Cloudwater Brew Co faces fight to find new home

By James Beeson contact

- Last updated on GMT

Hefty bill: Cloudwater's Paul Jones fears £350,000 costs of transferring infrastructure to a new site
Hefty bill: Cloudwater's Paul Jones fears £350,000 costs of transferring infrastructure to a new site

Related tags: Brewery, Brewing

Manchester-based craft brewer Cloudwater has a 12-month notice period to move out of its brewery site, co-founder and managing director Paul Jones has revealed.

Speaking at The Brewers Congress in London this week, Jones told attendees that from June 2019 Cloudwater could be forced to move out of its current site, which is scheduled for demolition and redevelopment, with just a year's notice. 

Jones said it was uncertain whether the brewery has the liquidity to afford a move to a new site.

“June 2019 also starts a rolling 12-month notice period for us to move out,” he said. “The land on which our brewery exists is earmarked for redevelopment, which will be great for Manchester but it is hard for us to find a new home, and I'm not sure where that leaves us.”

We will be facing a constant pressure from June onwards to find a site we can move into. Can we put ourselves into a position where we have the liquidity to afford such a move? I don’t know.”

The brewery's lease on its current site ends, with no right to auto-renew, in June 2022.  

£350,000 bill

Jones said it would cost at least £350,000 just to transfer the brewery’s existing infrastructure to a new site.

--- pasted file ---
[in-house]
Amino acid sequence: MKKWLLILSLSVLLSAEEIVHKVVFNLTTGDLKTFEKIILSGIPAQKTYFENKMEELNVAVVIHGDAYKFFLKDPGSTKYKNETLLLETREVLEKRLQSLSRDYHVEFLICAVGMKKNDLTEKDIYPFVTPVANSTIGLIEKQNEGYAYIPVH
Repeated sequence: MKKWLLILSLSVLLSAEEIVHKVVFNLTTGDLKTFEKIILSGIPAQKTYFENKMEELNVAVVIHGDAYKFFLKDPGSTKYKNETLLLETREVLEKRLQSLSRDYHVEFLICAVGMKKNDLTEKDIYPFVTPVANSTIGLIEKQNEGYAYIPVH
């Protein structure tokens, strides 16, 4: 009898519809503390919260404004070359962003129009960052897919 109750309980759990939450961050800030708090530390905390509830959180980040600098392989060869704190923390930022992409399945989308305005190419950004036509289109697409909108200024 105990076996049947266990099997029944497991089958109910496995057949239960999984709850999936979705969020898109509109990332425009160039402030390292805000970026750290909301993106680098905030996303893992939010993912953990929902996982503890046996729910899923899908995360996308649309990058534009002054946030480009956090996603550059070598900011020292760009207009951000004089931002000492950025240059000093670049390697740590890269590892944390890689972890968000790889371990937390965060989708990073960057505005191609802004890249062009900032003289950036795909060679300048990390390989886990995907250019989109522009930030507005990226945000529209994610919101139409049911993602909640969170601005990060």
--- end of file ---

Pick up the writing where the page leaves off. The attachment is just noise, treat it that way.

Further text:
“We are duty bound to convert the existing site back to how it was, even though it is scheduled for demolition,” he added.

The brewery’s managing director also used his speech to defend the small breweries' relief scheme, and predicted an uncertain future because of Brexit.

“Because of our production aspirations, we are going to jump from a little bit over the small breweries' relief to some way on the escalator,” he said. “The wonderful thing about the relief afforded to smaller brewers is that we get this break in the first place. If it didn't exist I don't know how we would do this as a business.

“The questions around what to do when we reach this volume and how we proceed from there persist, and they are not easy to resolve."

Duty increase concerns

Explaining the impact the brewery’s growth would have on its tax bill, Jones added: “The effect of breaking through the 5,000hl relief is initially a 16% increase in the duty we pay, and the year after that, if we plateau to around 10,000hl, we will face a 28% increase in duty.

“Given that duty is currently half of our wholesale price, this would be extremely impactful on our ability to turn a profit in 2019. This is a rather big concern. Can we afford to stop growing?”

Jones’s views are in direct contrast with St Austell brewing director Roger Ryman, who told The Morning Advertisersmall breweries' relief disproportionately favoured smaller producers​ earlier this week.

Elsewhere at The Brewers Congress, Tiny Rebel co-founder Gareth Williams launched an impassioned defence of cask beer,​ while Wild Card head brewer Jaega Wise slammed the use of sexist imagery on pump clips​ and beer labels.

Related topics: Beer

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